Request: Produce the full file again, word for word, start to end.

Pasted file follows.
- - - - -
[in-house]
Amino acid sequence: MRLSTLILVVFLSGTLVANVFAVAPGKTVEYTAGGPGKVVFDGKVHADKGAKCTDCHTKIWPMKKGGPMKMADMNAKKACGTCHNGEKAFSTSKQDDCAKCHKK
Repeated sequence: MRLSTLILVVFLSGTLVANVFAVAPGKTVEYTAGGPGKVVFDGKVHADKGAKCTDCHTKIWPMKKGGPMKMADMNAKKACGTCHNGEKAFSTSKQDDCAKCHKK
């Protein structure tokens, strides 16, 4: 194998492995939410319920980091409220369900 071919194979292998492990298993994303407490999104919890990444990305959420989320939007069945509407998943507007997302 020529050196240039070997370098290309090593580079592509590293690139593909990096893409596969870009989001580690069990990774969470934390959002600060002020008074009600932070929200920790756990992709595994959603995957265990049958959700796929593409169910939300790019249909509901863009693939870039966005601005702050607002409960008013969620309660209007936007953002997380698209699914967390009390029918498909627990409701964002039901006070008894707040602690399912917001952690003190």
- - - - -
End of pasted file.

[in-house]
Amino acid sequence: MRLSTLILVVFLSGTLVANVFAVAPGKTVEYTAGGPGKVVFDGKVHADKGAKCTDCHTKIWPMKKGGPMKMADMNAKKACGTCHNGEKAFSTSKQDDCAKCHKK
Repeated sequence: MRLSTLILVVFLSGTLVANVFAVAPGKTVEYTAGGPGKVVFDGKVHADKGAKCTDCHTKIWPMKKGGPMKMADMNAKKACGTCHNGEKAFSTSKQDDCAKCHKK
């Protein structure tokens, strides 16, 4: 194998492995939410319920980091409220369900 071919194979292998492990298993994303407490999104919890990444990305959420989320939007069945509407998943507007997302 020529050196240039070997370098290309090593580079592509590293690139593909990096893409596969870009989001580690069990990774969470934390959002600060002020008074009600932070929200920790756990992709595994959603995957265990049958959700796929593409169910939300790019249909509901863009693939870039966005601005702050607002409960008013969620309660209007936007953002997380698209699914967390009390029918498909627990409701964002039901006070008894707040602690399912917001952690003190």